The success in South Africa led to a Street Law expansion into Central and South America, where programs were established in Chile, Ecuador, Bolivia, and Panama. Street Law staff partnered with local communities and organizations to visit program sites and edit curricular materials to fit local cultural contexts.
In 1997, Street Law received a large international grant from the Open Society Institute (Soros Foundation) to expand the Street Law experience to 17 countries, including Russia and other countries in Central and Eastern Europe and Central Asia. Street Law partnered with local NGOs and provided training to local teachers and law students. Street Law collaborated with program sites to adapt Human Rights for All and Democracy for All to fit the needs of local programs and also helped NGOs create practical law textbooks that used Street Law's learner-centered methodology. In many of those countries, Street Law staff worked with law faculty to establish legal clinics which included a law student teaching component.
In 1999, Street Law became a founding member of the Global Alliance for Justice Education (GAJE)—a global organization committed to achieving justice though education. GAJE sponsors biennial worldwide conferences that provide networking opportunities for like-minded justice educators, in particular law school clinicians, as well as a chance to learn about new Street Law programs that have taken root around the world.
By the 1990s the term Street Law was being used globally as a generic term covering a very particular aspect of public legal education. Some people ran Street Law programs that had never had any interaction with an existing program in the U.S., U.K. or South Africa. The popularity of the term presented both opportunities and challenges. The opportunities focused on the rapid spread of these programs; the challenge was that in some instances programs “reinvented the wheel” and, as might be expected, program quality was somewhat uneven.
The Founding of Street Law, Inc.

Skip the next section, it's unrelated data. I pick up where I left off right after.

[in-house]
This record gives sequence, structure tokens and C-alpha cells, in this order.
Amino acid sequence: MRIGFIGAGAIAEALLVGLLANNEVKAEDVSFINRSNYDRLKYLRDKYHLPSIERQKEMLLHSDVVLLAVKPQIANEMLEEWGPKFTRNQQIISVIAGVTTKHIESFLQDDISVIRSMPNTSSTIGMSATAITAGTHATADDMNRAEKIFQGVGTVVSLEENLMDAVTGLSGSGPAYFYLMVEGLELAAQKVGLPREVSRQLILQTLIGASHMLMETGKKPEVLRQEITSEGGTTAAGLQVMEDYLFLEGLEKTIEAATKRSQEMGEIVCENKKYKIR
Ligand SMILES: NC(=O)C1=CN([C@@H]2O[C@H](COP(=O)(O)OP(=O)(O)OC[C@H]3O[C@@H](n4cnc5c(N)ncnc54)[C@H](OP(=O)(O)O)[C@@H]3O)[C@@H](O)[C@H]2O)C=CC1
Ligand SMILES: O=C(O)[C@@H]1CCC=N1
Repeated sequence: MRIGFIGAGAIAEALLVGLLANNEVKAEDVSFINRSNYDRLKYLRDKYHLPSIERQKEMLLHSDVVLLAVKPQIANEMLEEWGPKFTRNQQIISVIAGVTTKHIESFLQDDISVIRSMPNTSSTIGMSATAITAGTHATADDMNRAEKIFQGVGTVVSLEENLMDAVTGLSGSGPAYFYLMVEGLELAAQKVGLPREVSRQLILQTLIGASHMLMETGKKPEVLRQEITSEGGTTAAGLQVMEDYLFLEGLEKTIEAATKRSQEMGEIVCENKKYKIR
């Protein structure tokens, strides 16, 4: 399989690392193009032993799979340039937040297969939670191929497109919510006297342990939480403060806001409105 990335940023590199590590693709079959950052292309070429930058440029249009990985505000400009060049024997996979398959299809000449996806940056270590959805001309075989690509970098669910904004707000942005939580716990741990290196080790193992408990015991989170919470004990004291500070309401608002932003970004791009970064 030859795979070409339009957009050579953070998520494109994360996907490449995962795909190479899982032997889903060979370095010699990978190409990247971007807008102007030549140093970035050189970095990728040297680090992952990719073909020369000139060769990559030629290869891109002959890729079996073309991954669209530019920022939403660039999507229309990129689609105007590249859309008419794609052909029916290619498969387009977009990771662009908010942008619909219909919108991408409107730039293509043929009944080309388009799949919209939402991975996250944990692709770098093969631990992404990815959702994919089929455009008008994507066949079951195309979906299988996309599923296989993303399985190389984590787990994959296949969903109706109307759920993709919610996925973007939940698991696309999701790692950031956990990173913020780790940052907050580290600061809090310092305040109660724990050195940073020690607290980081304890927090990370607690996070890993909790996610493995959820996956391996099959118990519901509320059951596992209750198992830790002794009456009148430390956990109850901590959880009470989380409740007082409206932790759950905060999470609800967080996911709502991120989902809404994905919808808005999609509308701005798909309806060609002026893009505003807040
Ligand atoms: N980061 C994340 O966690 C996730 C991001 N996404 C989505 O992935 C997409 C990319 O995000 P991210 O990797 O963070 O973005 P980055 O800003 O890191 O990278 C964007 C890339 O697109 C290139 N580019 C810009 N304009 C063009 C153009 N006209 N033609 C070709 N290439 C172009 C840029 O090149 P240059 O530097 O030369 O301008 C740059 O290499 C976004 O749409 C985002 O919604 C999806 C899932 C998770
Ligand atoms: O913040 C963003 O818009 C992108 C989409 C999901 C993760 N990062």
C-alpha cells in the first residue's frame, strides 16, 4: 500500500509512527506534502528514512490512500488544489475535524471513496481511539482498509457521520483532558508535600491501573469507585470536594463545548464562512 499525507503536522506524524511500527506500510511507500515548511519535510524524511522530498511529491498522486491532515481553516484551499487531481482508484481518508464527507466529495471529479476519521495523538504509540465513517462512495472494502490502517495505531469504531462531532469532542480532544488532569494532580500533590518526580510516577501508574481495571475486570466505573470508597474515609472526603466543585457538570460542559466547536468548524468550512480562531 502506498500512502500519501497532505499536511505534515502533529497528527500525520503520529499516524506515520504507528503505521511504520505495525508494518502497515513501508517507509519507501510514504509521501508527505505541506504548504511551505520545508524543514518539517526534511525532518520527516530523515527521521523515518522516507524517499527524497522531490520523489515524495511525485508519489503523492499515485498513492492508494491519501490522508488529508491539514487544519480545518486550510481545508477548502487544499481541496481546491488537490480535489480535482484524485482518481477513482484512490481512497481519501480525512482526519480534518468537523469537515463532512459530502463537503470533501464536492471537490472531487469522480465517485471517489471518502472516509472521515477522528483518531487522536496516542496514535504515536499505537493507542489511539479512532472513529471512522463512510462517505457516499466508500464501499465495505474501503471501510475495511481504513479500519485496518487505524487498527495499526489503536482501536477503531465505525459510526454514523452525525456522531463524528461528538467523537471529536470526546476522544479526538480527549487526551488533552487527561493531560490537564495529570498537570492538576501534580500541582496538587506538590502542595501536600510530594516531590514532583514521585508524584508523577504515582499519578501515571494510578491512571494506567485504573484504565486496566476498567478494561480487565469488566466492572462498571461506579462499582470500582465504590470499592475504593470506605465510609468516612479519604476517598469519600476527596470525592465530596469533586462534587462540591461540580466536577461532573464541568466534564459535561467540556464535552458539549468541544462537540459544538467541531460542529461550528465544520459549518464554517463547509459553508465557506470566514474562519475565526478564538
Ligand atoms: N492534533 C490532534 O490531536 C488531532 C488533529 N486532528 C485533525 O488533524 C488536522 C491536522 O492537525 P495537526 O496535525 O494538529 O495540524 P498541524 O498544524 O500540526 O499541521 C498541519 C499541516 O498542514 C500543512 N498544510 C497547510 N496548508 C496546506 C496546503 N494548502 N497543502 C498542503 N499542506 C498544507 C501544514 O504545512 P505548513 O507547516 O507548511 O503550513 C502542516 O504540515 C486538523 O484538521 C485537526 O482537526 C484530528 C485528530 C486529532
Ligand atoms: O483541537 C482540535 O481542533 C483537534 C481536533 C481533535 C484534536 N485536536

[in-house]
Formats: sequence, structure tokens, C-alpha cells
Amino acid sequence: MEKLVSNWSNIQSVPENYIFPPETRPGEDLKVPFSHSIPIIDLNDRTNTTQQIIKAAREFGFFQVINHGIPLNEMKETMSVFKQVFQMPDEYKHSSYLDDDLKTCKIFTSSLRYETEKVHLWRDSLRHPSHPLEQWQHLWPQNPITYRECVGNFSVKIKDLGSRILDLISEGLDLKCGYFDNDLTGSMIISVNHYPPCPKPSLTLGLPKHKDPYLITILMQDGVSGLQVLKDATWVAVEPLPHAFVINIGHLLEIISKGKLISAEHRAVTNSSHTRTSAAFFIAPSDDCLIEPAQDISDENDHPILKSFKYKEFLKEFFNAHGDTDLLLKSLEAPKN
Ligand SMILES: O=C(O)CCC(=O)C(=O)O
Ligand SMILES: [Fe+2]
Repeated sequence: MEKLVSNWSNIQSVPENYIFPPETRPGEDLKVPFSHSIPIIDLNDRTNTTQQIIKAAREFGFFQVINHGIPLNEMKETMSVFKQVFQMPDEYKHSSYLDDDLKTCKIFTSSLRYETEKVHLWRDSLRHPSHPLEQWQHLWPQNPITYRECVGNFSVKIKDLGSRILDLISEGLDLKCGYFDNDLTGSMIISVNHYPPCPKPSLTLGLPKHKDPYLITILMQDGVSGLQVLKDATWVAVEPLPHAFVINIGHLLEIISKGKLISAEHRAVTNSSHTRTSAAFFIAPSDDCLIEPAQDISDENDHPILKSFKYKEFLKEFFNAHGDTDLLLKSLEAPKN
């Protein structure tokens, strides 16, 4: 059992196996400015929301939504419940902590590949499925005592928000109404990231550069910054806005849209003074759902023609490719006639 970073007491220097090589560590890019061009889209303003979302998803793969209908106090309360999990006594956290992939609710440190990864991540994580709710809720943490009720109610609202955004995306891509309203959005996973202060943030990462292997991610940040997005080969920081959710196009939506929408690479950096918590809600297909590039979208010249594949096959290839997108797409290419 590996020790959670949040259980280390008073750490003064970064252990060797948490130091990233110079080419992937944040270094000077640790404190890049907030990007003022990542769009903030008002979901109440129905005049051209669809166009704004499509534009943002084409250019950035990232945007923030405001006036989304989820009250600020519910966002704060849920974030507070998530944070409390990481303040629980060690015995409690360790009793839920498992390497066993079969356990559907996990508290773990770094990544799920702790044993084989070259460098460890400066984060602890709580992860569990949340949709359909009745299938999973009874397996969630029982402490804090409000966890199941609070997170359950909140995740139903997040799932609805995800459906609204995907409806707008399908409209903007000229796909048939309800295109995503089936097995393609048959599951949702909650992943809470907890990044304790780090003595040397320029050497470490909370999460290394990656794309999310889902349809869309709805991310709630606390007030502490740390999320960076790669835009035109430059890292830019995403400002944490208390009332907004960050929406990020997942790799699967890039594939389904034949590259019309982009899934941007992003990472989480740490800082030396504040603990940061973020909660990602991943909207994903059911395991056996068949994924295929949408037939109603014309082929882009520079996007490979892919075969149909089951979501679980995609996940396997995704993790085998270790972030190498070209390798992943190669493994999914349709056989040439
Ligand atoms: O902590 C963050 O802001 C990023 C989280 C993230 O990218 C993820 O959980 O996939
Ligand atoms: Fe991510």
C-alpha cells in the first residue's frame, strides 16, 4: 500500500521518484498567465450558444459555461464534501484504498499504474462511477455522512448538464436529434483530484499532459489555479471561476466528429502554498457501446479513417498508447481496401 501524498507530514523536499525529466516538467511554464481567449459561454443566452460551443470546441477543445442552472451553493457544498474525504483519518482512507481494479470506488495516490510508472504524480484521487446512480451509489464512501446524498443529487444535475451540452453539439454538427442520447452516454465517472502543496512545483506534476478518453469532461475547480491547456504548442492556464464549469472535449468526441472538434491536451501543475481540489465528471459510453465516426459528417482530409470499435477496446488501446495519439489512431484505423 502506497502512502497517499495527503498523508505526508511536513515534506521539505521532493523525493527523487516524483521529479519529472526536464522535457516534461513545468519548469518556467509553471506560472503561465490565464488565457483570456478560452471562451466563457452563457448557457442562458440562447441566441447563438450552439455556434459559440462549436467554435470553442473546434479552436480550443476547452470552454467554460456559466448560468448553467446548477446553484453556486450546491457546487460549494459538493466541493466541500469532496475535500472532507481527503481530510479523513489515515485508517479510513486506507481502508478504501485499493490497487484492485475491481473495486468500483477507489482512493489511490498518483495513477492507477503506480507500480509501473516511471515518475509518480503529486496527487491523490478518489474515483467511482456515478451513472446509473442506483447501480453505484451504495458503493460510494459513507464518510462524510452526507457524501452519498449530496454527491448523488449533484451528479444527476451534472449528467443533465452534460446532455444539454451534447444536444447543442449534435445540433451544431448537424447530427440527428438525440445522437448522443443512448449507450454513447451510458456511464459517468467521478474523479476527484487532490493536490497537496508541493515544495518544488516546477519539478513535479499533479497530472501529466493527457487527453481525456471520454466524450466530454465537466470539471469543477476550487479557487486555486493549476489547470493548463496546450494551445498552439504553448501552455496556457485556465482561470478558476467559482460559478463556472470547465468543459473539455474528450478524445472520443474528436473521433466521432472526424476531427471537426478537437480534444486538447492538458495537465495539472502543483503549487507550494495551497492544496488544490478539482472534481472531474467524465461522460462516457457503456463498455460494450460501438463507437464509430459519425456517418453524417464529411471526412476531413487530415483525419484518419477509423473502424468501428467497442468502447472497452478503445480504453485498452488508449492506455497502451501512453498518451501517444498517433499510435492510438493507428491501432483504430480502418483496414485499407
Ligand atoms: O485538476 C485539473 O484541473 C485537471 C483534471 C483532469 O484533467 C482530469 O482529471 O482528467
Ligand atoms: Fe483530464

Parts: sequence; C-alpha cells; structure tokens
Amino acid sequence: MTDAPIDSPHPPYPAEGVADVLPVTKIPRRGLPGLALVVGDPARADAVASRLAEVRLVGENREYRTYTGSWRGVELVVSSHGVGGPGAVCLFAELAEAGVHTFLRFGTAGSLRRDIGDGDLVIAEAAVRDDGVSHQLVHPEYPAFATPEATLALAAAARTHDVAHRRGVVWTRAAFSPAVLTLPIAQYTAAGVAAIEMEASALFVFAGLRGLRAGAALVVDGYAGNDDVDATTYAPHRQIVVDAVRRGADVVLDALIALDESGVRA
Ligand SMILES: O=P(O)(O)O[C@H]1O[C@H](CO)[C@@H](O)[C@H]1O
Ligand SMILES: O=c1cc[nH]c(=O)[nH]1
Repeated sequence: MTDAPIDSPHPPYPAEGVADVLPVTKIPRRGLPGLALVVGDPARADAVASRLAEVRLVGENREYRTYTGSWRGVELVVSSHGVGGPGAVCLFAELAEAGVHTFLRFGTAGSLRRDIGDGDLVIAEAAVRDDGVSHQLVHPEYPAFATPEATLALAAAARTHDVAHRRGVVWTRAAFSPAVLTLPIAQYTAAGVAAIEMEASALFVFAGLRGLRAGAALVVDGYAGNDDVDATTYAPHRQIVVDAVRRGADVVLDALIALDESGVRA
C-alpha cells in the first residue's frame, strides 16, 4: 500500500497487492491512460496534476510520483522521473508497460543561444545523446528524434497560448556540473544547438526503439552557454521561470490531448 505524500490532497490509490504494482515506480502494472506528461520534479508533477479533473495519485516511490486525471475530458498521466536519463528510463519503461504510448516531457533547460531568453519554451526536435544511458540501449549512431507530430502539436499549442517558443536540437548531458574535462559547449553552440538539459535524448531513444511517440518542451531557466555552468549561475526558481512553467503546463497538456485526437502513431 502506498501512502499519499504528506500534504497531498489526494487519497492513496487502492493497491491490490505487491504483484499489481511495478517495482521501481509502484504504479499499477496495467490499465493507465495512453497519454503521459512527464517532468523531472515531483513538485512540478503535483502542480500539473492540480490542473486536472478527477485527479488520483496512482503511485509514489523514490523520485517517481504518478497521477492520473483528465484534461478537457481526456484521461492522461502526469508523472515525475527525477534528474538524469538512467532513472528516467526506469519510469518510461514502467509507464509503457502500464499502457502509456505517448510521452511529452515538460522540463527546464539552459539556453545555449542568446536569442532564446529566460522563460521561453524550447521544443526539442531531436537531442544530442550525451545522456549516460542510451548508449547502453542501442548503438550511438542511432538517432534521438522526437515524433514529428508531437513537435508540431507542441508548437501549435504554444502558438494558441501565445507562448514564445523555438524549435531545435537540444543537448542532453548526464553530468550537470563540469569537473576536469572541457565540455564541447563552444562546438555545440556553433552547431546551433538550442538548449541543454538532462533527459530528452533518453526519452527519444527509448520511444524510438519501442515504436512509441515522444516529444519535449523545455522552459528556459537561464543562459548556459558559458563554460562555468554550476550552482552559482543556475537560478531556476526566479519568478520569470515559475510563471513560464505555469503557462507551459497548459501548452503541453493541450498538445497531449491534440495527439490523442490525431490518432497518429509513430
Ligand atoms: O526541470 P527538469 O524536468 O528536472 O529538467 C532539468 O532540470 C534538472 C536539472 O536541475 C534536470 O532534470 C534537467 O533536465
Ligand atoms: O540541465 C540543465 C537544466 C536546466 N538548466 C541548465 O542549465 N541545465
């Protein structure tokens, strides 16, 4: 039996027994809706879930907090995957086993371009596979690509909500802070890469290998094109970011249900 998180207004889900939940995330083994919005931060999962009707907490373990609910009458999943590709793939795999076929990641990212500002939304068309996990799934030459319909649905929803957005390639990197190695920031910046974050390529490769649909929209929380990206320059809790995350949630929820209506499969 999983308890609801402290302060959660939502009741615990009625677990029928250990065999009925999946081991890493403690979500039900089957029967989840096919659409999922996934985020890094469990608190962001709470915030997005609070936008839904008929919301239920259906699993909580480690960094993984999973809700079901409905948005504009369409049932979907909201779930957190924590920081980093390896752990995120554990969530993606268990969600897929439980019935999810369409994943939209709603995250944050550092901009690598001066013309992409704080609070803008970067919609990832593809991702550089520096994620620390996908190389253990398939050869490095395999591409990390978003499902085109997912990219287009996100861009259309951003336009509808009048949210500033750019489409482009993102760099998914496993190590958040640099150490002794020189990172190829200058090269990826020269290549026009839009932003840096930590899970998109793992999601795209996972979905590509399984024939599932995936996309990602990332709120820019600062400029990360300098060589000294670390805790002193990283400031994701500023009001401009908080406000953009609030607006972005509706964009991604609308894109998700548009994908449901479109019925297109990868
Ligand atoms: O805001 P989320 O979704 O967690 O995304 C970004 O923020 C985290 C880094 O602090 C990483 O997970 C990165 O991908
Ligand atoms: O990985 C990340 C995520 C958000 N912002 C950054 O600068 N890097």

From its inception in the early 1970s until 1998, Street Law had been a project of the Consortium of Universities of Metropolitan Washington. This organization had been Street Law’s legal “parent.” Street Law had a prominent national advisory committee during that time, and several of the chairs of the committee had been past presidents of the American Bar Association.
In 1998, Street Law was incorporated as Street Law, Inc., a 501(c)(3) tax-exempt organization registered in the United States with a governing board of directors.
The 2000s: Diversity Pipeline Work with Companies and Law Firms
Street Law’s Corporate Legal Diversity Pipeline
In 2001, Street Law collaborated with lawyers at DuPont and the Association of Corporate Counsel (ACC) to support increased diversity in the legal profession, through the development of Street Law’s Corporate Legal Diversity Pipeline Program.
The program, which is active today, connects diverse high school students with corporate law department volunteers. The volunteers, trained by Street Law staff, teach a series of lessons in high school social studies classrooms and then bring participating students and their teachers to the corporate headquarters for a day-long series of legal simulations and a career fair. The program is designed both to teach civil law topics and to encourage young people of color to consider law as a career option.
The Legal Diversity Pipeline Program has also been implemented with law firms in partnership with NALP (National Association for Law Placement). Nearly 2,000 American lawyers devoted an average of 10 volunteer hours each to this program in 2016.